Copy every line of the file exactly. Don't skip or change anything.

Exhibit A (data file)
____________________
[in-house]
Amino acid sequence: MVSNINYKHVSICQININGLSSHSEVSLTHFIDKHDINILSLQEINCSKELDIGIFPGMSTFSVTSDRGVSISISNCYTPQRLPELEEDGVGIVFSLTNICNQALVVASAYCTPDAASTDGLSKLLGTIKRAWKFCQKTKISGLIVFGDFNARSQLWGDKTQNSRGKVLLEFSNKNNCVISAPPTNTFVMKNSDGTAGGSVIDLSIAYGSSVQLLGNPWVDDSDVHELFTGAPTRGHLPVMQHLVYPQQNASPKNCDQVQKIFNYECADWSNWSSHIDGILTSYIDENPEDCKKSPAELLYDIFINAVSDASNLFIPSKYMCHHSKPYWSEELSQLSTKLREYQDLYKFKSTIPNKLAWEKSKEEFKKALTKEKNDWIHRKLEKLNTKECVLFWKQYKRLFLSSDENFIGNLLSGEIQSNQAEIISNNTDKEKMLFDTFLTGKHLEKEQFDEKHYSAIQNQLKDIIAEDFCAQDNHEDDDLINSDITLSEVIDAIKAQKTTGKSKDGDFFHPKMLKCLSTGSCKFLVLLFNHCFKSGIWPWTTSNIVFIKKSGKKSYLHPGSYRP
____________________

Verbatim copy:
[in-house]
Amino acid sequence: MVSNINYKHVSICQININGLSSHSEVSLTHFIDKHDINILSLQEINCSKELDIGIFPGMSTFSVTSDRGVSISISNCYTPQRLPELEEDGVGIVFSLTNICNQALVVASAYCTPDAASTDGLSKLLGTIKRAWKFCQKTKISGLIVFGDFNARSQLWGDKTQNSRGKVLLEFSNKNNCVISAPPTNTFVMKNSDGTAGGSVIDLSIAYGSSVQLLGNPWVDDSDVHELFTGAPTRGHLPVMQHLVYPQQNASPKNCDQVQKIFNYECADWSNWSSHIDGILTSYIDENPEDCKKSPAELLYDIFINAVSDASNLFIPSKYMCHHSKPYWSEELSQLSTKLREYQDLYKFKSTIPNKLAWEKSKEEFKKALTKEKNDWIHRKLEKLNTKECVLFWKQYKRLFLSSDENFIGNLLSGEIQSNQAEIISNNTDKEKMLFDTFLTGKHLEKEQFDEKHYSAIQNQLKDIIAEDFCAQDNHEDDDLINSDITLSEVIDAIKAQKTTGKSKDGDFFHPKMLKCLSTGSCKFLVLLFNHCFKSGIWPWTTSNIVFIKKSGKKSYLHPGSYRP